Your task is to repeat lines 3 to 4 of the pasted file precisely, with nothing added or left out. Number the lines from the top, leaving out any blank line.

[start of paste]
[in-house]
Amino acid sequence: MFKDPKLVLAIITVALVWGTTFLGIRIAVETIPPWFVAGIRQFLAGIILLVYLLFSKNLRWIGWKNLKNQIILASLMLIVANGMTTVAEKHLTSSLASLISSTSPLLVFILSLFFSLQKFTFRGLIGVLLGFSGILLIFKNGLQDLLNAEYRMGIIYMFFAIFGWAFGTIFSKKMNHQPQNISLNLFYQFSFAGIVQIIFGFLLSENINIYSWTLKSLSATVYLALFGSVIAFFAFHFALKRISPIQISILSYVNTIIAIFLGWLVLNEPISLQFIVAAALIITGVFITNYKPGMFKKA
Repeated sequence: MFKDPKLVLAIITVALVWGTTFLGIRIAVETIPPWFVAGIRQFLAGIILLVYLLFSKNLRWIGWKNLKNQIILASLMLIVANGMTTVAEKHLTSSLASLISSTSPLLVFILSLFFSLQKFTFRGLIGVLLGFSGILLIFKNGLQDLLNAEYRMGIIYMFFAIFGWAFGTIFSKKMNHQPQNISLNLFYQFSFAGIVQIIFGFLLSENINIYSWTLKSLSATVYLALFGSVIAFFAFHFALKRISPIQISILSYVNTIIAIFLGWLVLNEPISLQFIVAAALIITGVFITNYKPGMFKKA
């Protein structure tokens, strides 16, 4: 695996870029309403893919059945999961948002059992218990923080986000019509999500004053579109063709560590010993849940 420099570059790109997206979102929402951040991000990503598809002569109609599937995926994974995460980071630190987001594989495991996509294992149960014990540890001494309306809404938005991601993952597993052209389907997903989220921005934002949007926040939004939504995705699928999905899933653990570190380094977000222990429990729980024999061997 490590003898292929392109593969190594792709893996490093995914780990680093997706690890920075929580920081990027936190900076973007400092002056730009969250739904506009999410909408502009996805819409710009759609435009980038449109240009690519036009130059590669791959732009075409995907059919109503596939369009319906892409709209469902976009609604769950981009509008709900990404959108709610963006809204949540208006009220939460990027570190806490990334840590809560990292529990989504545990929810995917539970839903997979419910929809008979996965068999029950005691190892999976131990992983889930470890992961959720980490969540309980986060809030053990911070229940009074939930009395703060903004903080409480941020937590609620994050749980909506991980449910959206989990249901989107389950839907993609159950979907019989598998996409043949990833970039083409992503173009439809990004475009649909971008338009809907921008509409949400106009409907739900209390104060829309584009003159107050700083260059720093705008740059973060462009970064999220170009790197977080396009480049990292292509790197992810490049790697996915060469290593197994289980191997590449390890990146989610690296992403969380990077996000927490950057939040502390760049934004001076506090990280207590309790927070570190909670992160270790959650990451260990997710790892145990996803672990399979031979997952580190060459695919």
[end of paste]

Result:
Repeated sequence: MFKDPKLVLAIITVALVWGTTFLGIRIAVETIPPWFVAGIRQFLAGIILLVYLLFSKNLRWIGWKNLKNQIILASLMLIVANGMTTVAEKHLTSSLASLISSTSPLLVFILSLFFSLQKFTFRGLIGVLLGFSGILLIFKNGLQDLLNAEYRMGIIYMFFAIFGWAFGTIFSKKMNHQPQNISLNLFYQFSFAGIVQIIFGFLLSENINIYSWTLKSLSATVYLALFGSVIAFFAFHFALKRISPIQISILSYVNTIIAIFLGWLVLNEPISLQFIVAAALIITGVFITNYKPGMFKKA
């Protein structure tokens, strides 16, 4: 695996870029309403893919059945999961948002059992218990923080986000019509999500004053579109063709560590010993849940 420099570059790109997206979102929402951040991000990503598809002569109609599937995926994974995460980071630190987001594989495991996509294992149960014990540890001494309306809404938005991601993952597993052209389907997903989220921005934002949007926040939004939504995705699928999905899933653990570190380094977000222990429990729980024999061997 490590003898292929392109593969190594792709893996490093995914780990680093997706690890920075929580920081990027936190900076973007400092002056730009969250739904506009999410909408502009996805819409710009759609435009980038449109240009690519036009130059590669791959732009075409995907059919109503596939369009319906892409709209469902976009609604769950981009509008709900990404959108709610963006809204949540208006009220939460990027570190806490990334840590809560990292529990989504545990929810995917539970839903997979419910929809008979996965068999029950005691190892999976131990992983889930470890992961959720980490969540309980986060809030053990911070229940009074939930009395703060903004903080409480941020937590609620994050749980909506991980449910959206989990249901989107389950839907993609159950979907019989598998996409043949990833970039083409992503173009439809990004475009649909971008338009809907921008509409949400106009409907739900209390104060829309584009003159107050700083260059720093705008740059973060462009970064999220170009790197977080396009480049990292292509790197992810490049790697996915060469290593197994289980191997590449390890990146989610690296992403969380990077996000927490950057939040502390760049934004001076506090990280207590309790927070570190909670992160270790959650990451260990997710790892145990996803672990399979031979997952580190060459695919």